Those of us who work with young people – including teachers, coaches, and parents – understand that this generation is quite different. Most commonly known as Generation Z, the students in our charge are the first generation in history with a digital footprint from birth.
Today’s students have grown up with technology. From their first handheld video game to their ever-present smartphone, they have never known a world without a screen somewhere in sight. Current studies indicate that today’s youth receive their first smartphone at approximately age 10. From there, it’s a race toward an always-on, always-connected life – more than half have social media accounts by the time they are 12.
For the adults in their lives, keeping up with these digital natives can be a daunting task. Still, if we are to be responsible guides in this ever-connected world, we must teach students about their digital footprint.
No matter where we travel online, we leave behind a digital footprint. This digital footprint includes both passive and active data trails. Passive data trails are simply a record of websites you visit, based on your computer’s IP address. While this type of data does not include your personal information, it does identify your computer. Active data trails stem from your intentional interaction with digital media, including sending emails and posting comments on websites.
Anything that you do online becomes a permanent part of your digital footprint. This includes conversations during an online game, using a search engine, and any activity you have on social media. Some social media platforms promise that your activity will “disappear” or be “deleted.” However, thanks to the nature of a digital footprint, that’s not exactly true.
For this reason, we must teach students to consider two major issues as they pertain to their digital activity – scope and permanence.
You might be familiar with the phrase, “the long arm of the law.” As long as that might be, it has nothing on the incredible reach of the Internet. Just think of all the viral content circulating online on any given day. Virtually everyone has a smartphone, and anything can be captured and sent to anyone, anywhere, at any time. It does not matter if you delete a post or email. It’s possible someone has already saved it on their device. Even the vanishing photos touted by Snapchat can be screenshotted and saved easily.
Students often share digitally with a single thought driving their decision: “My friends will think this is hilarious.” They aren’t thinking about anything beyond that moment. They don’t truly understand the concept of just how far their online activity will surely reach – its scope. Most think that their immediate friends or social media followers will be the only viewers of their activity. This is absolutely a falsehood, even for a “private” account. When presenting, I stress to students that if popular videos can go viral, so can anything they post online. Often those viral videos can shine a light on a wonderful act of kindness, and that is absolutely the upside of social media. But social media can also be just as powerful at spreading a cruel or embarrassing post that reaches tens, hundreds, or even thousands.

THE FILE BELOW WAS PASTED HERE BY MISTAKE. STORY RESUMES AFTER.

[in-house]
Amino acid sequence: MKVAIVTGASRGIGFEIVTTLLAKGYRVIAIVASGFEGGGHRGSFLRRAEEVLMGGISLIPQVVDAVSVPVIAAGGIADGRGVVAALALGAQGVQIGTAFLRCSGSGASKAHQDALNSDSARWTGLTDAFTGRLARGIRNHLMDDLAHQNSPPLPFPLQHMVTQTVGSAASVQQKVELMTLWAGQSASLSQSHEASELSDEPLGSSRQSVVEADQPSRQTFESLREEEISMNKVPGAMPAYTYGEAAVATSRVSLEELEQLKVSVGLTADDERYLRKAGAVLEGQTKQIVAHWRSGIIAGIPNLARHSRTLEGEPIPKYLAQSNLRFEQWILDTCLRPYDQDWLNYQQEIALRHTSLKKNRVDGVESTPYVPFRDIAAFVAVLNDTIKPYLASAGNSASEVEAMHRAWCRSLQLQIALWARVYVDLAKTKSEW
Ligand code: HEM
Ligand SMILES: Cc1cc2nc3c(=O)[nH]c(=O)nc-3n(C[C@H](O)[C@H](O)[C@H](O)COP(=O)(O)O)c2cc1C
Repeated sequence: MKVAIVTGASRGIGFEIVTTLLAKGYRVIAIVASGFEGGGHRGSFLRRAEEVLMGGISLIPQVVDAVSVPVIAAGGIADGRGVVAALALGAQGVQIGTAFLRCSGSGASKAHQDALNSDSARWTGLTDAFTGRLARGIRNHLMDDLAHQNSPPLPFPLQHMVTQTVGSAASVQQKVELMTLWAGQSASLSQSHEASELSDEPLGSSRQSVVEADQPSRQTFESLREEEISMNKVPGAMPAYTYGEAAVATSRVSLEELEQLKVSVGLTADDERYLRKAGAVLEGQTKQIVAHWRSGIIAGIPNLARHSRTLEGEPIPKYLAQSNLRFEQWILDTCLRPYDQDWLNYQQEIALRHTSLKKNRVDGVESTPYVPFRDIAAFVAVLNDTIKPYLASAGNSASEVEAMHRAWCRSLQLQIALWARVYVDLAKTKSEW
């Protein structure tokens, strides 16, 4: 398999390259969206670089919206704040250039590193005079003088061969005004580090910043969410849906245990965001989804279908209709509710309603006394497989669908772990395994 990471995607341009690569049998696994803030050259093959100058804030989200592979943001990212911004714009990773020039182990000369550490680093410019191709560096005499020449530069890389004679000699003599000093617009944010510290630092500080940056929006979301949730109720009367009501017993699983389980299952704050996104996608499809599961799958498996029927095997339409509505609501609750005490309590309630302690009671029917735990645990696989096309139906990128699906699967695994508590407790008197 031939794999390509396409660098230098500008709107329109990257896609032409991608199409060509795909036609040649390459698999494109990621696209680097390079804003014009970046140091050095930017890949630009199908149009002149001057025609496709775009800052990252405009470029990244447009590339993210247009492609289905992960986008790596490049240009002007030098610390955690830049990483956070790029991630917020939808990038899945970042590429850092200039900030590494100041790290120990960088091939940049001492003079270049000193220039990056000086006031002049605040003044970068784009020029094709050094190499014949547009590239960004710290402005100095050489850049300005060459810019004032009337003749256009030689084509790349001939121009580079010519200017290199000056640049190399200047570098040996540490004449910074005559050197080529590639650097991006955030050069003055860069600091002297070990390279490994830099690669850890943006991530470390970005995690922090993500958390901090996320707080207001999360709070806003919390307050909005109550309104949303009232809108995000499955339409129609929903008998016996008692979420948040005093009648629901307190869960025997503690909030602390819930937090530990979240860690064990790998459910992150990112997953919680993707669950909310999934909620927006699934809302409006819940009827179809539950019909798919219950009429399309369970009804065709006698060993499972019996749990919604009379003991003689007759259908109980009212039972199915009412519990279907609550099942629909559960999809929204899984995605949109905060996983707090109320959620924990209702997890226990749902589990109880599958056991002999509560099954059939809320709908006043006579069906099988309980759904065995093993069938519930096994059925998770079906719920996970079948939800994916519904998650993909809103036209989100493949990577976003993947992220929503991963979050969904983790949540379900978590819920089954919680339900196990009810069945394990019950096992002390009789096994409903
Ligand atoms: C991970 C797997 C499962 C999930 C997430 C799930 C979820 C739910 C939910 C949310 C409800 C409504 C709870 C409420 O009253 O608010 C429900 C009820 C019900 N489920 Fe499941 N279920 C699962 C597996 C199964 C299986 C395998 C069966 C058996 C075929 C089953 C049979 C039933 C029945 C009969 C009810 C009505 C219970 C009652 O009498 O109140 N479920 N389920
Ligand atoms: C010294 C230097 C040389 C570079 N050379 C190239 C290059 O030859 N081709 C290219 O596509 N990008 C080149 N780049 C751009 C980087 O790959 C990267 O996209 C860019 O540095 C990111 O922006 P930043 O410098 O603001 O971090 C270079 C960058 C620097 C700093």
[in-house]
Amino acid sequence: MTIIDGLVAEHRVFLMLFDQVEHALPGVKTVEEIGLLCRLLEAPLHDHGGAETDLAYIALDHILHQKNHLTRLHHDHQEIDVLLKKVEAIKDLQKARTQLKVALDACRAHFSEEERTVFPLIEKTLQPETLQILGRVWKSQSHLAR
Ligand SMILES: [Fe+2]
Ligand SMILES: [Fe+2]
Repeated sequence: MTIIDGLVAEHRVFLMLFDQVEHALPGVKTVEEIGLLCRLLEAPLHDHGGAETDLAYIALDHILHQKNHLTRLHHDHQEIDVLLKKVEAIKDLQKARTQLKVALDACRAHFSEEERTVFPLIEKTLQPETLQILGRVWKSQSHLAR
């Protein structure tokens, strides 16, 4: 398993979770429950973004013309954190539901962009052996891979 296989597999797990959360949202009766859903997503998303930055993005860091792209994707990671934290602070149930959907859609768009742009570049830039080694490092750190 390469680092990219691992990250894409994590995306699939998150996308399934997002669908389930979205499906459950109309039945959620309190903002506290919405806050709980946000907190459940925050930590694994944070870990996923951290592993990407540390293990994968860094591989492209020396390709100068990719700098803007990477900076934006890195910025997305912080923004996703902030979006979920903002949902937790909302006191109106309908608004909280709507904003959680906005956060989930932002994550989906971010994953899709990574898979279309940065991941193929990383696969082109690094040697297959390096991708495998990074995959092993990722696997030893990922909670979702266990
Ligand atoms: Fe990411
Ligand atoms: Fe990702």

There is a post that circulates on social media from time to time that reads, “I’m glad I grew up in (insert your decade here). I did so much stupid stuff and there is no record of it anywhere!” For those of us who grew up in the 70s, 80s, and the early 90s, this certainly rings true. As adults, most of us certainly made our share of mistakes during our adolescence and early adulthood. For the most part, those mistakes have faded along with our memories.
But how many of us would cringe if others could simply look up evidence of those mistakes through a simple internet search? Thanks to digital footprints, this is reality for today’s students – the permanence of their indiscretions and mistakes. Such errors in judgment can be far-reaching. Up to a quarter of college admissions officers examine prospective students’ social media accounts. Many colleges base decisions regarding admittance on questionable behavior found online. And colleges aren’t alone in this trend. Seventy percent (70%) of employers screen potential job candidates via their social media accounts.
It’s difficult for students to think that far into the future, but the reality is that these things are happening every day. When I started my journey with reACT to Bullying three years ago, I told students then that in the future, there would be a very easy way for others to make a simple search of online activity. That future has certainly come to pass. Hitting delete absolutely will not make what you sent or posted go away. Closed accounts don’t ensure that your activity has disappeared. Truly, the Internet is forever.
Managing Your Digital Reputation
Not so long ago, your reputation was limited to what those in your personal acquaintance thought of you. From that vantage point, your reputation spread based on what others said. To a certain extent, you could do some damage control if your reputation wasn’t the best. But there was always an opportunity for a clean slate somewhere, somehow. Not so with today’s digital reputations. More than 90% of people trust what they find in an internet search, so if it isn’t flattering, it can affect you profoundly.
As adults, we must continue to teach students about the scope and permanence of what they post online. They may not understand the importance of their digital reputation now, but in the future, they will either regret or rejoice in what their digital footprint says about them.